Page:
Deborah, who was sought-after for her wise judgments, was a prophetess, military leader, and worshipper of Yahweh who led Israel into a period of rest for forty years. According to the theme of the book of Judges, Israel had success as they feared the Lord; Deborah faithfully led them into that success, fear of the Lord, and peace (see Judges 4-5).

Huldah was a prophetess during the reign of Josiah when the Book of the Law of God was rediscovered. She prophesied that God would bring disaster upon Israel for forsaking Him, and yet, that because the book of the law was found and heard with penitence, God would not bring this disaster within their lifetimes. She promoted and gave dynamic impetus to the spiritual revival of Israel during the kingship of Josiah with her truthful words (see 2 Kings 22-23).

Priscilla helped to instruct a new believer, Apollos, in the way of God more accurately. The Apostle Paul was one of her and her husband’s houseguests (see Acts 18:2-3; 24-26). Paul pointedly commended them for making personal sacrifices for the apostle as fellow servants of the Lord (see Romans 16:3-5).

Tabitha, a disciple in the early church, was full, or overflowing like a stream, of good works of mercy or charity in benevolence toward others—including making clothing. She was also given the honor by Peter of being raised from the dead to demonstrate the great power of God; many believed at this sign of the apostle to the authenticity of Christ (see Acts 9:36).

Anna was devoted, ready to recognize and proclaim her Redeemer when He arrived. Deborah was a sought-after woman of wisdom whose leadership of Israel ushered them into a time of peace and fear of God. Huldah inspired and promoted Israel’s return to the good law of God and to favor in His eyes. Priscilla was hospitable, self-sacrificial, and well-versed in Scriptural theology such that she could help teach the ways of God to a fellow brother. Tabitha was devoted to charitable works of service—they overflowed from her heart.

Each woman belonged to God as His child, under His Fatherly provision and direction (Matthew 7:11; Hebrews 12:3-11), devoted to Him and His righteous Word in the circumstances God brought. Each of their godly actions flowed from the Lord, each person beautiful in their own ways of reflecting Him while serving those around them—all together being used by God in His Word to teach us the truth. Yet, each one had markedly different circumstances, gifts, and roles in life.

It seems to me that you and I are also different in the same way Scripture’s women of history were different. Yet, we are also the same: we are children of the same Father who rely upon His Word for how to live, believe, worship, and serve, with the God-given honor of together representing Him in the pieces of His plan for this world we cherish as gifts and call our lives.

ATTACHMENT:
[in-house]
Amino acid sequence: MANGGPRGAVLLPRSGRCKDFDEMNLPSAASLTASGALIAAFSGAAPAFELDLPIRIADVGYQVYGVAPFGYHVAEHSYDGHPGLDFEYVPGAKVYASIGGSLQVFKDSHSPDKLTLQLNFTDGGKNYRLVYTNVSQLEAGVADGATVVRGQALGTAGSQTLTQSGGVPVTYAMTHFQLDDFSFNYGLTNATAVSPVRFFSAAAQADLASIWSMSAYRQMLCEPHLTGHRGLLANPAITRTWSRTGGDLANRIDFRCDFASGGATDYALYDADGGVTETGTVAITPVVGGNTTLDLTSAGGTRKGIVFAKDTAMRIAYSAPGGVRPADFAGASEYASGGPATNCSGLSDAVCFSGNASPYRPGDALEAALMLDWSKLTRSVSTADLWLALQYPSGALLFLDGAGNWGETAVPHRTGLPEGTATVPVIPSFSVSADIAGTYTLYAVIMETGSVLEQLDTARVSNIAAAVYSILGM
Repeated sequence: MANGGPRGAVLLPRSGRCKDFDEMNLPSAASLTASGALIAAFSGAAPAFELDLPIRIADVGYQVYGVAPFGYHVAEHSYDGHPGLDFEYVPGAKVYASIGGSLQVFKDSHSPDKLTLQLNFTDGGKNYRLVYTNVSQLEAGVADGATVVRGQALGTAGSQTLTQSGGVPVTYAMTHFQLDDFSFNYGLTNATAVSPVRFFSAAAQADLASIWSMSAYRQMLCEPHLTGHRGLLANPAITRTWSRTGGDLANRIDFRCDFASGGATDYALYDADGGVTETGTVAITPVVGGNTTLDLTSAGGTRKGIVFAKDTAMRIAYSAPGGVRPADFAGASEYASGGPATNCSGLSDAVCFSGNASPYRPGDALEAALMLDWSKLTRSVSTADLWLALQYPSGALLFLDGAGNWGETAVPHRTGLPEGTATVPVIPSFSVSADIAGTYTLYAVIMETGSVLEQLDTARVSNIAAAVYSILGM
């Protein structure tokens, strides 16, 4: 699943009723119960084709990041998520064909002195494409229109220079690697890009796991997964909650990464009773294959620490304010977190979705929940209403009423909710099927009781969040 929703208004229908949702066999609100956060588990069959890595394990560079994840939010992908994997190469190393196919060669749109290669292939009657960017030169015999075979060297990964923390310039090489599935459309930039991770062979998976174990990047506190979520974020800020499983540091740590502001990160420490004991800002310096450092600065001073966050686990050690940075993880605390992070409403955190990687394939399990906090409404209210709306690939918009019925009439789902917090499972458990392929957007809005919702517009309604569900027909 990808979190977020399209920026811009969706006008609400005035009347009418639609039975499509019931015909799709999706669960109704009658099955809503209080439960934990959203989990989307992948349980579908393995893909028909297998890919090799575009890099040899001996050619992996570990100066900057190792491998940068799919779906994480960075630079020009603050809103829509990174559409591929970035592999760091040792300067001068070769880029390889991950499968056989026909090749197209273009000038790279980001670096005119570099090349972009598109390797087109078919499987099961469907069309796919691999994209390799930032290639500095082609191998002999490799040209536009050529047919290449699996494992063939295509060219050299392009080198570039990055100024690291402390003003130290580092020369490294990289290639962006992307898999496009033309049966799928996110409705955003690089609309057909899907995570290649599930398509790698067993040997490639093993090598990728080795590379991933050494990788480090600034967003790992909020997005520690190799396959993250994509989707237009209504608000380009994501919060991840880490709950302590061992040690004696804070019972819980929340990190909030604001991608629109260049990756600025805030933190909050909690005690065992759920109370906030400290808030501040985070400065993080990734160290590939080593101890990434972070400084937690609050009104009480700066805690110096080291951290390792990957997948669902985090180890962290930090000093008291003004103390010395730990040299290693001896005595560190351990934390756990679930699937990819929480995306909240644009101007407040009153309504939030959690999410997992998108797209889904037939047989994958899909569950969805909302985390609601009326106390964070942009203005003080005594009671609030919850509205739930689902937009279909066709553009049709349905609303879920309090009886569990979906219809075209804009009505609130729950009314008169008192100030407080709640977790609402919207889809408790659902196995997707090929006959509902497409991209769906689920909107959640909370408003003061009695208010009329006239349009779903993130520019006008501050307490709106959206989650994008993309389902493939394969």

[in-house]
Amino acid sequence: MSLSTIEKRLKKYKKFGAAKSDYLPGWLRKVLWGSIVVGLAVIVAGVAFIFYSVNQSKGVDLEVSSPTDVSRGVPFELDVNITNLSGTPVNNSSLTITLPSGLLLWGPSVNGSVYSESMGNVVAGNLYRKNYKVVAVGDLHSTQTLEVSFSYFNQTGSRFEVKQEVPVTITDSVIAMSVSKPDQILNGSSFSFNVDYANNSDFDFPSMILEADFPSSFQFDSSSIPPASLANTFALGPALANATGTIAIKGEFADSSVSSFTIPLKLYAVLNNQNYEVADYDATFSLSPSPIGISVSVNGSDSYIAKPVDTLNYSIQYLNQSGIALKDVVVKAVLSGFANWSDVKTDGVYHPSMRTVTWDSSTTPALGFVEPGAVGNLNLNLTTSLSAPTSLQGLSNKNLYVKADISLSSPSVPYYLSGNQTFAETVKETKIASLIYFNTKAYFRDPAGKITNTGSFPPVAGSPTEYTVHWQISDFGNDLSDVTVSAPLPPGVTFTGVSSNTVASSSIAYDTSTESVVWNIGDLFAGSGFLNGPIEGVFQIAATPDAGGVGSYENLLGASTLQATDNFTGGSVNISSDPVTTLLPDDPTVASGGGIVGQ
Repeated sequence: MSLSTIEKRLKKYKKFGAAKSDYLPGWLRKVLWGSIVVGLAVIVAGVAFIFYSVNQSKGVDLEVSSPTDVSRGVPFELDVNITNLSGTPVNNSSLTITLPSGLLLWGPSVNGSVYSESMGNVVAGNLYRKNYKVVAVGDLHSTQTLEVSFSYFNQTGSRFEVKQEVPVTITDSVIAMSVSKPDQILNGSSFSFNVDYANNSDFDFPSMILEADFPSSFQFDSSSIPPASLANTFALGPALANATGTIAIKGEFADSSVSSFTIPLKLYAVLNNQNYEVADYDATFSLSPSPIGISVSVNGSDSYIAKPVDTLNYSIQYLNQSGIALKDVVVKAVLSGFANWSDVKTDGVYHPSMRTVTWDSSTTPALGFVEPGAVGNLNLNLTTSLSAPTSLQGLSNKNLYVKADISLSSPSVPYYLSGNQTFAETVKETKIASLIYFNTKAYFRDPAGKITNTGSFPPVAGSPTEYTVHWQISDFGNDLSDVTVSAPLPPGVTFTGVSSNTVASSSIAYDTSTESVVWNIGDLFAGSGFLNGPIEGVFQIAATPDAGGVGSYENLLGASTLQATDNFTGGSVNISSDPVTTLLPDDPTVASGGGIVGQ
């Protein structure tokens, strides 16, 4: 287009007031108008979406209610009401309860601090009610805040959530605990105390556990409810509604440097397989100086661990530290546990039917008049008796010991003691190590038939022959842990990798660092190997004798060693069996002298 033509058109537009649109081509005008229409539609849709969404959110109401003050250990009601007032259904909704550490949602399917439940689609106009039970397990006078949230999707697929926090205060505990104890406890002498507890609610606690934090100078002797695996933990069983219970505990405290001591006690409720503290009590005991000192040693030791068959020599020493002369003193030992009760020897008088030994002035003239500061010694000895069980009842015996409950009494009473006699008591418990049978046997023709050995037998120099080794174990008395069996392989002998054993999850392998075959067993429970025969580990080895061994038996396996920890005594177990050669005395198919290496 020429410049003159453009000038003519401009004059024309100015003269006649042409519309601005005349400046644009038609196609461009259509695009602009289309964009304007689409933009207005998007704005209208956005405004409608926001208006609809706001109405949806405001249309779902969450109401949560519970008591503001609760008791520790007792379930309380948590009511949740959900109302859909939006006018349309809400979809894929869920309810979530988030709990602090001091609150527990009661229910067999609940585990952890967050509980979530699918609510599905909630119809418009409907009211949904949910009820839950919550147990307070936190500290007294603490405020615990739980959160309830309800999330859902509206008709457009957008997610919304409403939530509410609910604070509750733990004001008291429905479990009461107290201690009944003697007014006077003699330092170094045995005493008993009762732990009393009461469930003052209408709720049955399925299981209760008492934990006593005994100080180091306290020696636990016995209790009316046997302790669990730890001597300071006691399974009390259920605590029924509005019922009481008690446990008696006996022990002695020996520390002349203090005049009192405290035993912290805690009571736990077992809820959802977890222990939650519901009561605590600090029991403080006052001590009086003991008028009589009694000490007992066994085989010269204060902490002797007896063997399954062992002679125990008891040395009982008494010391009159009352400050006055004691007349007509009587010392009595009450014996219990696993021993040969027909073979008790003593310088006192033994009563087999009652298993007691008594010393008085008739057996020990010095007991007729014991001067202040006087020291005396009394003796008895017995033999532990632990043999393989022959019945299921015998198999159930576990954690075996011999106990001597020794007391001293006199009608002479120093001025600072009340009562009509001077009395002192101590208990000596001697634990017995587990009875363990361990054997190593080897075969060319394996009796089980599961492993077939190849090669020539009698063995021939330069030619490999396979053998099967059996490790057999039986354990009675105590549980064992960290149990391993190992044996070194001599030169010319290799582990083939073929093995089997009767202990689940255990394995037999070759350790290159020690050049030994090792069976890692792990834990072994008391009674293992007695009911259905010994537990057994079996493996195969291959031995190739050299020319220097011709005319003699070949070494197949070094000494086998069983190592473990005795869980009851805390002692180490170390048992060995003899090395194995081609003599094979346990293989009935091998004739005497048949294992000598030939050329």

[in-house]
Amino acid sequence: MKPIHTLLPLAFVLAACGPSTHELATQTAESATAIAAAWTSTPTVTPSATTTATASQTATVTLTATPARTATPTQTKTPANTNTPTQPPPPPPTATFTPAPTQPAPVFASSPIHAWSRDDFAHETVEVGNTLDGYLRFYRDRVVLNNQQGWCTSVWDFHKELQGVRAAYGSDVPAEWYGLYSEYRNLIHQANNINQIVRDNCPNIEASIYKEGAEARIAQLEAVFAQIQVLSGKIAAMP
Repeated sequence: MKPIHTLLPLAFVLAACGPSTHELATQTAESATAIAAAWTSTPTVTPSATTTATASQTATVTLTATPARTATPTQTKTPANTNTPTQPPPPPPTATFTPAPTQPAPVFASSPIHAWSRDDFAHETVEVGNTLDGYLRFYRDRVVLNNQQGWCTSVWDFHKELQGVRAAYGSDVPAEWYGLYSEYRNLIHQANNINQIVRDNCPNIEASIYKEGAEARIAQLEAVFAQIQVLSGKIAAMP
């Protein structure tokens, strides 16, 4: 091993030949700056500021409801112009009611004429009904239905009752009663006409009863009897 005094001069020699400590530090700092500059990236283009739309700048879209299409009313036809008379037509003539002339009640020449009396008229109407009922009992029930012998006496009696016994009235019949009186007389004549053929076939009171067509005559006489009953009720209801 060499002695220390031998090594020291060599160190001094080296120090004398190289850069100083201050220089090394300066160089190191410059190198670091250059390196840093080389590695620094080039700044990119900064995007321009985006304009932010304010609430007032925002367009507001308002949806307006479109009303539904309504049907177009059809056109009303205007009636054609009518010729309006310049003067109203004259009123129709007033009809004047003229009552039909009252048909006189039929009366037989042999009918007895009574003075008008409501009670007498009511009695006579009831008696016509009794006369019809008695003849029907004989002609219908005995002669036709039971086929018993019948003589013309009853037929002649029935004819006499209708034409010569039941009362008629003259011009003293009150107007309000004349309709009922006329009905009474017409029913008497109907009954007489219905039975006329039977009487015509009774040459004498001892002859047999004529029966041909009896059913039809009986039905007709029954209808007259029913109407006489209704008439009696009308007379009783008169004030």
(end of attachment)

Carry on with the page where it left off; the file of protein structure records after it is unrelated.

As women, we may be in various seasons, circumstances, and roles, and we may bring different gifts to what we commonly share. Yet, Anna’s delight was discovered in Scripture and fulfilled in Christ, Deborah’s wisdom and victory were attributed to her God, Huldah’s prophecy came from Him, Priscilla depended upon the ways of God in order to teach them and follow them, and Tabitha’s heart overflowed because she was a disciple of Christ. The beauty of each one’s service flowed from a humble love for the truth.

They were wonderfully different, while so very similar—like us. 

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9 Spurgeon Quotes on Fear and Faith

According to Charles Spurgeon (here and here), Psalm 56:3—“When I am afraid, I put my trust in you”—holds a tension and, yet, a resolve that is uniquely characteristic of the Christian’s experience of fear. 

1. Spurgeon gives voice to inner complexities.

Notice, first, then, that here is David in a complex condition. He says, “I am afraid,” yet with the same breath he says, “I will trust in You.” Is not this a contradiction? It looks like a paradox. Paradox itmay be, but contradiction it is not!

2. He illustrates that intellectual qualms need not be viewed as displacing of faith.

You have seen a precious promise or a glorious Doctrine and you have believed it because you have found it in God’s Word. You have believed it so as to grasp it and feel it tobe your own, yet, perhaps, almost at the same time certain rationalistic thoughts have come into your mind and you have been vexed with doubts as to whether the promise is true. You remember, perhaps, the insinuations of others,or something risesup out of your own carnal reason that renders it difficult for you to believe, while at the same time you are believing! You battle with yourself—one selfseemsto say, “Is it so?” and yet your inner self seemsto say, “I could die for it, I know it is so!”